Paper by Sofia Ranchordas: “Recent EU legislative and policy initiatives aim to offer flexible, innovation-friendly, and future-proof regulatory frameworks. Key examples are the EU Coordinated Plan on AI and the recently published EU AI Regulation Proposal which refer to the importance of experimenting with regulatory sandboxes so as to balance innovation in AI against its potential risks. Originally developed in the Fintech sector, regulatory sandboxes create a testbed for a selected number of innovative projects, by waiving otherwise applicable rules, guiding compliance, or customizing enforcement. Despite the burgeoning literature on regulatory sandboxes and the regulation of AI, the legal, methodological, and ethical challenges of regulatory sandboxes have remained understudied. This exploratory article delves into the some of the benefits and intricacies of employing experimental legal instruments in the context of the regulation of AI. This article’s contribution is twofold: first, it contextualizes the adoption of regulatory sandboxes in the broader discussion on experimental approaches to regulation; second, it offers a reflection on the steps ahead for the design and implementation of AI regulatory sandboxes….(More)”.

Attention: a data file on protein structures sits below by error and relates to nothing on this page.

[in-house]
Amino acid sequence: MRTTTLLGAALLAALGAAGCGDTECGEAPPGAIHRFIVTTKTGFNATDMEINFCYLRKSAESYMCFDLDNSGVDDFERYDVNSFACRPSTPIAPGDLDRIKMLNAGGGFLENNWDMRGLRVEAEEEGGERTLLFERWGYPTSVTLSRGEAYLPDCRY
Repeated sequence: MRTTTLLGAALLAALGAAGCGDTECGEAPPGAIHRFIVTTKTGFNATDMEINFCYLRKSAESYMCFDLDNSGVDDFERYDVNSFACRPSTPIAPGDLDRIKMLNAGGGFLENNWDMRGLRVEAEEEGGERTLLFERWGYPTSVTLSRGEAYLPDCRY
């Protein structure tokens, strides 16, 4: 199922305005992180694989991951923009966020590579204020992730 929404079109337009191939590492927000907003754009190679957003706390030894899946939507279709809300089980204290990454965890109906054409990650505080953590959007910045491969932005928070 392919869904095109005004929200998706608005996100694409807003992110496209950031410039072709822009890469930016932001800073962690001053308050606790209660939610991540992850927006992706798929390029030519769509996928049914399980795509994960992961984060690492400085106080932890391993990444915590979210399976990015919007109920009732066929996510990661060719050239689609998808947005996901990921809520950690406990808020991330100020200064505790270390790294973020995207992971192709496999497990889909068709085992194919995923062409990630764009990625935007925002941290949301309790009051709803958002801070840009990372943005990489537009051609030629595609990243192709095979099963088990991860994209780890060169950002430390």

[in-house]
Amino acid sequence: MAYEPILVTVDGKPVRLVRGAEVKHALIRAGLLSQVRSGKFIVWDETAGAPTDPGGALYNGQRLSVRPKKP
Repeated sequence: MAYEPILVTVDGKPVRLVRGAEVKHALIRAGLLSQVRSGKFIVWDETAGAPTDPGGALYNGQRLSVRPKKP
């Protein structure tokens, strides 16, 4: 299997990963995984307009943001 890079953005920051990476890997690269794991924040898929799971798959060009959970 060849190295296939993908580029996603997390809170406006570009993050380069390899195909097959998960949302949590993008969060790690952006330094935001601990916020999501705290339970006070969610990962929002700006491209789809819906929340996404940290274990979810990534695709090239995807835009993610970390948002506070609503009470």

Article by Mary Blankenship and Carol Graham: “Mass shootings that result in mass casualties are almost a weekly occasion in the United States, which—not coincidentally—also has the most guns per capita in the world. Viewed from outside the U.S., it seems that Americans are not bothered by the constant deadly gun violence and have simply adapted to it. Yet, our analysis of the well-being costs of gun violence—using Twitter data to track real-time responses throughout the course of these appalling events—suggest that is not necessarily the case. We focus on the two March 2021 shootings in Atlanta and Boulder, and compare to similar data for the “1 October” (Las Vegas) and El Paso shootings a few years prior. (Details on our methodology can be found at the end of this blog.)
A reason for the one-sided debate on guns is that beyond the gruesome body counts, we do not have many tools for assessing the large—but unobservable—effects of this violence on family members, friends, and neighbors of the victims, as well as on society in general. By assessing how emotions evolve over time, real changes can be seen in Twitter messages. Our analysis shows that society is increasingly angered by gun violence, rather than simply adapting to it.